Oil palm plantation will only last for approximately 20 to 50 years before then the soil is completely drained of its vital nutrients and the palm trees too matured to produce palm fruit, which is why palm oil is very much a short-term commodity, and not a long-term sustainable solution.

Removal of Indigenous people

[…] Plantations destroy the rainforest land that the local people depend on, therefore giving them no choice but to become employed as plantation workers, operating under extremely dangerous conditions and barely earning enough money to survive.

Destroying the forest is destroying the livelihood and culture of these unique people. An example of this is shown in a documentary where Din Perulak, the Chief of Sumatran tribe “Orang Rimba Sumatra” says:
“I am so unhappy about these gigantic new oil palm plantations. Our forest which we, Orang Rimba, have gathered fruit, which has sustained us, has completely disappeared. There are plantations everywhere. I ask you: how are we supposed to survive when there is no forest anymore?”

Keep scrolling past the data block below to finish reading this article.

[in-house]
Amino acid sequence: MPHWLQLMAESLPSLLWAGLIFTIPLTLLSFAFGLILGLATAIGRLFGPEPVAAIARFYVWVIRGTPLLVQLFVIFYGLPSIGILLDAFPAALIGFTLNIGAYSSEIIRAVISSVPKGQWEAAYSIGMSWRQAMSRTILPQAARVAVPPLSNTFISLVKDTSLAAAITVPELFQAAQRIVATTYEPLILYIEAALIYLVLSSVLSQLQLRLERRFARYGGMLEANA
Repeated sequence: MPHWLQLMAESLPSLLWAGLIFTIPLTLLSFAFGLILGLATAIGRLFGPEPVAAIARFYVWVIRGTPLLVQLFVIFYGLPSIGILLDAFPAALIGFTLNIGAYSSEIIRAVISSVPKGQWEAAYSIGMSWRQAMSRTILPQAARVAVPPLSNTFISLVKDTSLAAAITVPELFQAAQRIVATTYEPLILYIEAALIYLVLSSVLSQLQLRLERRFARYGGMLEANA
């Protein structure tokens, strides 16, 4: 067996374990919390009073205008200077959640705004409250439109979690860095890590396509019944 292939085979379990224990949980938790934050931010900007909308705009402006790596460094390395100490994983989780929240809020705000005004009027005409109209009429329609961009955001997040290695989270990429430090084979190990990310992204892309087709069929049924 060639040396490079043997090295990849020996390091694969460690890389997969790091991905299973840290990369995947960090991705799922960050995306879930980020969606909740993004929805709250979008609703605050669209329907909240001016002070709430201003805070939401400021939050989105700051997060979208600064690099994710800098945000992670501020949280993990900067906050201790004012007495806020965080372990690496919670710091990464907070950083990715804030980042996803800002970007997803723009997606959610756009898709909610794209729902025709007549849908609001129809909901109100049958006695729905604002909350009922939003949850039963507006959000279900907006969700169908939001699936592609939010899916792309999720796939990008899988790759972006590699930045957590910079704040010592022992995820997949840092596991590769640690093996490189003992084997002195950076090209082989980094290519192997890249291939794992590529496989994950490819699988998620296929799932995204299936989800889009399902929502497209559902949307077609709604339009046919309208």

Health

Due to its high saturated fat content, palm oil promotes heart disease, increases cholesterol level, raises blood pressure, therefore a key contributing factor to obesity. These four health issues are the main causes of one of the world’s biggest killers: cardiovascular disease (also known as heart disease). […] Palm oil is also high in Omega 6 fatty acid, which is associated with arthritis, inflammation, and even breast and prostate cancer.

Global Warming and Environmental Degradation

[…] The production of this one vegetable oil is not only responsible for polluting rivers and causing land erosion, but when the plantation workers set fire to the remaining trees, shrubs and debris to make way for the oil palms, it produces immense amount of smoke pollution that is toxic to planet earth. This has been found to be the second biggest contributor to greenhouse gas in the world.

So, is it worth it?

Is it worth to have 1/3rd of Malaysia covered with oil palm plantations, so that big multinationals corporations keep reaping the short-term economic benefits, and leave us all suffering the long-term consequences?

I think it is not.